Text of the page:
The Storytelling Project

The Storytelling Project: Teaching about Racism and Tolerance through Storytelling and the Arts

Dr. Lee Anne Bell, Principal Investigator

The Storytelling Project (STP) links research to practice through the development of a curriculum to teach about race, racism, and social justice using storytelling and the arts. The Storytelling Model is described in detail in a new book by Lee Anne Bell, Storytelling for Social Justice: Connecting Narrative and the Arts in Antiracist Teaching (Routledge, 2010).

Supported by a grant of $100,000 from the Third Millennium Foundation (2004-2005) and a two-year collaboration with the International Center for Tolerance Education (ICTE), the STP model was developed by an interdisciplinary creative team of artists, public school teachers, university faculty and Barnard students. The Creative Team developed the storytelling model and curriculum to teach about race, racism and social justice for middle and high school students. Designed to be flexible; the program can be incorporated into existing school curricula such as English/Language Arts and Social Studies as well as in targeted after-school programs.

An intensive one-week Storytelling, Social Justice and the Arts Institute was provided to New York City public school teachers in summer 2005. The Institute introduced the STP model and curriculum, and engaged teachers in testing and refining activities and materials enabling participating teachers to experience the curriculum as "students" and devise strategies for teaching it in their own classrooms during the following school year.

During 2005-2006, two teachers from the Summer Institute implemented the curriculum in their own classrooms with the support of our team. As their students wrote, told, and performed stories drawn from historical and literary sources and their own lives, they began to see new possibilities for gaining perspective on issues of racism, tolerance and social justice in their own communities. They also developed critical thinking and communication skills through a range of artistic, writing and performance activities that also helped them develop heightened awareness of social justice issues.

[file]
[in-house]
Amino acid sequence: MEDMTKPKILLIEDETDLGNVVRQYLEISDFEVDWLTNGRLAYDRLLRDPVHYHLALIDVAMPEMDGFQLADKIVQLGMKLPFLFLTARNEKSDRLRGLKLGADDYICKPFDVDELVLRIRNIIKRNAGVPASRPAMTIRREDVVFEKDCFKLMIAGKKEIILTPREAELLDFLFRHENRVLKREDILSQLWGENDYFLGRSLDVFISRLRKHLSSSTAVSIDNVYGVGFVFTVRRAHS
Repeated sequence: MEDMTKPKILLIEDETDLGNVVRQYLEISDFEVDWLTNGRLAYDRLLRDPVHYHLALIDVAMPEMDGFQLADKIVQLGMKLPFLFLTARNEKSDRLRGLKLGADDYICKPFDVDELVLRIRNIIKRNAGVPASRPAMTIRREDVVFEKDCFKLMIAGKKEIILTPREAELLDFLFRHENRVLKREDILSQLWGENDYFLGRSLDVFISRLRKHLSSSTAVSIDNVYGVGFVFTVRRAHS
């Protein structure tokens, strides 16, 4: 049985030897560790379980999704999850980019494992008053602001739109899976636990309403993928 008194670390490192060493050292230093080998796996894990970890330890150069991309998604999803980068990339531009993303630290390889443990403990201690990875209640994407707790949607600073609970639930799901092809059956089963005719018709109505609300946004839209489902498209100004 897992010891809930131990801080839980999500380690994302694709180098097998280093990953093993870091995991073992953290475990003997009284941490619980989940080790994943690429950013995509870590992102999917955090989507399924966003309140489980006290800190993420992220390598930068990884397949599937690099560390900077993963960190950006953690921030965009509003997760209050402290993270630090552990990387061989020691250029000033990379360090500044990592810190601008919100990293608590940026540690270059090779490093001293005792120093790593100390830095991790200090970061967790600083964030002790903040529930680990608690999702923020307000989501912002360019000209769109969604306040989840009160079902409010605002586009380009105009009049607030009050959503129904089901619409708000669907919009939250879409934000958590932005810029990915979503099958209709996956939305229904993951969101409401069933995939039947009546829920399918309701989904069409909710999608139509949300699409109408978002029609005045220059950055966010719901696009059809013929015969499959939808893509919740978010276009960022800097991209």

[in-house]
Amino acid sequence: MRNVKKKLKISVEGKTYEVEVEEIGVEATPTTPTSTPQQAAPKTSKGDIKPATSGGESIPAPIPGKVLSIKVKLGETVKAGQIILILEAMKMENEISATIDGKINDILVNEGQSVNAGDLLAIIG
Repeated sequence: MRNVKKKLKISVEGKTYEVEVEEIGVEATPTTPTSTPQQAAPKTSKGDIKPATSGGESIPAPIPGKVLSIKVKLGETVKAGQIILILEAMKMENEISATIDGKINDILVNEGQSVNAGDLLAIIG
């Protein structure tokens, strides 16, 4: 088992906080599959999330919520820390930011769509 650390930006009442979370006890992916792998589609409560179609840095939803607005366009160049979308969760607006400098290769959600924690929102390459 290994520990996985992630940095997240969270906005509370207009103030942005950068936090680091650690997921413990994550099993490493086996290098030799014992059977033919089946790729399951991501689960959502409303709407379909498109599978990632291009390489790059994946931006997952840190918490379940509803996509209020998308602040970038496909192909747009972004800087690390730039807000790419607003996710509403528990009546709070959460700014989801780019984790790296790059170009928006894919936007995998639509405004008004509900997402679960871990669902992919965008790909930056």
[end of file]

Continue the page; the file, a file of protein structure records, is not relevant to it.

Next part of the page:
As active participants, students and teachers had a significant stake in the process and contributed to research on tolerance education and understanding race and racism, providing feedback and making curricular revisions in collaboration with the creative team.  We assessed the initial year of implementation, tracking student/teacher responses and measuring results of student learning, in order to refine and modify the lessons and activities for wider dissemination to other teachers and schools in New York City and beyond. The STP curriculum is available as a free, downloadable PDF through the link below.

The Storytelling Project Creative Team

Professor Lee Anne Bell, Director of the Barnard Education Program led the project. Dr. Rosemarie A. Roberts a post-Doctoral Research Fellow, social psychologist, and artist served as Project Director. The creative team also included:

  • Thea Abu El-Haj, Assistant Professor in Social Cultural Foundations at Rutgers University
  • Anthony Asaro, middle school teacher at P.S. 104
  • Roger Bonair-Agard, teaching artist and poet
  • Dipti Desai, Director of the Arts Education Program at New York University
  • Leticia Dobzinski and Zoe Duskin, Barnard College Education Program student teachers
  • Christina Glover, high school teacher at Talented Unlimited High School
  • Uraline Septembre Hager, teaching and visual artist
  • Markie Hancock, Documentarian/Filmmaker
  • Kayhan Irani, New York based performance artist
  • Patricia Wagner, grammar school teacher at TAPCO in the Bronx.

bottom left: Z. Duskin, R. Roberts, L. Bell, U. Hager, K. Irani; top left: T. Abu El-Haj, A. Asaro, R. Bonair-Agard, P. Wagner, D. Desai, L. Dobzinski.

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